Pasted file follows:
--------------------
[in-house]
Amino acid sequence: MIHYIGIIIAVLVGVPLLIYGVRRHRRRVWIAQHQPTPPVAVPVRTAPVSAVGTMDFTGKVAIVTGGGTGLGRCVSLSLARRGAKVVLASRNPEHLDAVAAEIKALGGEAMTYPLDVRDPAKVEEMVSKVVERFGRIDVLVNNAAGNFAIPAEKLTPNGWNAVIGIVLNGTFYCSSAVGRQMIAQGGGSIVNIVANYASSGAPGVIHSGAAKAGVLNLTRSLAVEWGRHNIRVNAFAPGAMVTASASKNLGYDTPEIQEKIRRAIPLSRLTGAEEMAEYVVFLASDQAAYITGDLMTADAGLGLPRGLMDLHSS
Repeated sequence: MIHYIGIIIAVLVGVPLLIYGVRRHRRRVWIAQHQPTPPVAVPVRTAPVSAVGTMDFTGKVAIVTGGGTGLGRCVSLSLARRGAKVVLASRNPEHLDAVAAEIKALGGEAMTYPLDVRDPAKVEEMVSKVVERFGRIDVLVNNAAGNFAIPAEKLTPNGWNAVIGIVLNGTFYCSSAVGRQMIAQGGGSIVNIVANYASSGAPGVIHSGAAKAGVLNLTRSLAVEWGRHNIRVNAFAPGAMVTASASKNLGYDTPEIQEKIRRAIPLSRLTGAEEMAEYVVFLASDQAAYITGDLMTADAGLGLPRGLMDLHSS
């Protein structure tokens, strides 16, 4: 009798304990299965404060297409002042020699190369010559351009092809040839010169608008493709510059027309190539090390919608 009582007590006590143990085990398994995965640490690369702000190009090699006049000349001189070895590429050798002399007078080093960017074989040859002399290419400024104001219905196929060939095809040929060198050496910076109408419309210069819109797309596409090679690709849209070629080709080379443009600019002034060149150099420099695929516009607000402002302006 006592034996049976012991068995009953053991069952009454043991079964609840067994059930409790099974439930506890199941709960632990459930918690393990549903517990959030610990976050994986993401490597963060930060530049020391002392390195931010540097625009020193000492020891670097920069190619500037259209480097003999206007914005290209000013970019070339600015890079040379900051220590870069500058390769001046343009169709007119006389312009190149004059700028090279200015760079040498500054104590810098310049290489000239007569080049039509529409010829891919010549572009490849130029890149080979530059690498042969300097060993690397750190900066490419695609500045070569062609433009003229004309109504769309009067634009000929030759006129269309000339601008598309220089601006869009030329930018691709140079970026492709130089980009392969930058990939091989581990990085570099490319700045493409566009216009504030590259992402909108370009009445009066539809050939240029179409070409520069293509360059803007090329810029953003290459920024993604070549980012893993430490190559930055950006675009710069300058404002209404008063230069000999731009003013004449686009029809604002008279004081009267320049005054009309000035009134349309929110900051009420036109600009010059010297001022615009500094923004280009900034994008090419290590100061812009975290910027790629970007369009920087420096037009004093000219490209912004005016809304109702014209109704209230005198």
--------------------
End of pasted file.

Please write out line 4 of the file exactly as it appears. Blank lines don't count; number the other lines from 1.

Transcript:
């Protein structure tokens, strides 16, 4: 009798304990299965404060297409002042020699190369010559351009092809040839010169608008493709510059027309190539090390919608 009582007590006590143990085990398994995965640490690369702000190009090699006049000349001189070895590429050798002399007078080093960017074989040859002399290419400024104001219905196929060939095809040929060198050496910076109408419309210069819109797309596409090679690709849209070629080709080379443009600019002034060149150099420099695929516009607000402002302006 006592034996049976012991068995009953053991069952009454043991079964609840067994059930409790099974439930506890199941709960632990459930918690393990549903517990959030610990976050994986993401490597963060930060530049020391002392390195931010540097625009020193000492020891670097920069190619500037259209480097003999206007914005290209000013970019070339600015890079040379900051220590870069500058390769001046343009169709007119006389312009190149004059700028090279200015760079040498500054104590810098310049290489000239007569080049039509529409010829891919010549572009490849130029890149080979530059690498042969300097060993690397750190900066490419695609500045070569062609433009003229004309109504769309009067634009000929030759006129269309000339601008598309220089601006869009030329930018691709140079970026492709130089980009392969930058990939091989581990990085570099490319700045493409566009216009504030590259992402909108370009009445009066539809050939240029179409070409520069293509360059803007090329810029953003290459920024993604070549980012893993430490190559930055950006675009710069300058404002209404008063230069000999731009003013004449686009029809604002008279004081009267320049005054009309000035009134349309929110900051009420036109600009010059010297001022615009500094923004280009900034994008090419290590100061812009975290910027790629970007369009920087420096037009004093000219490209912004005016809304109702014209109704209230005198």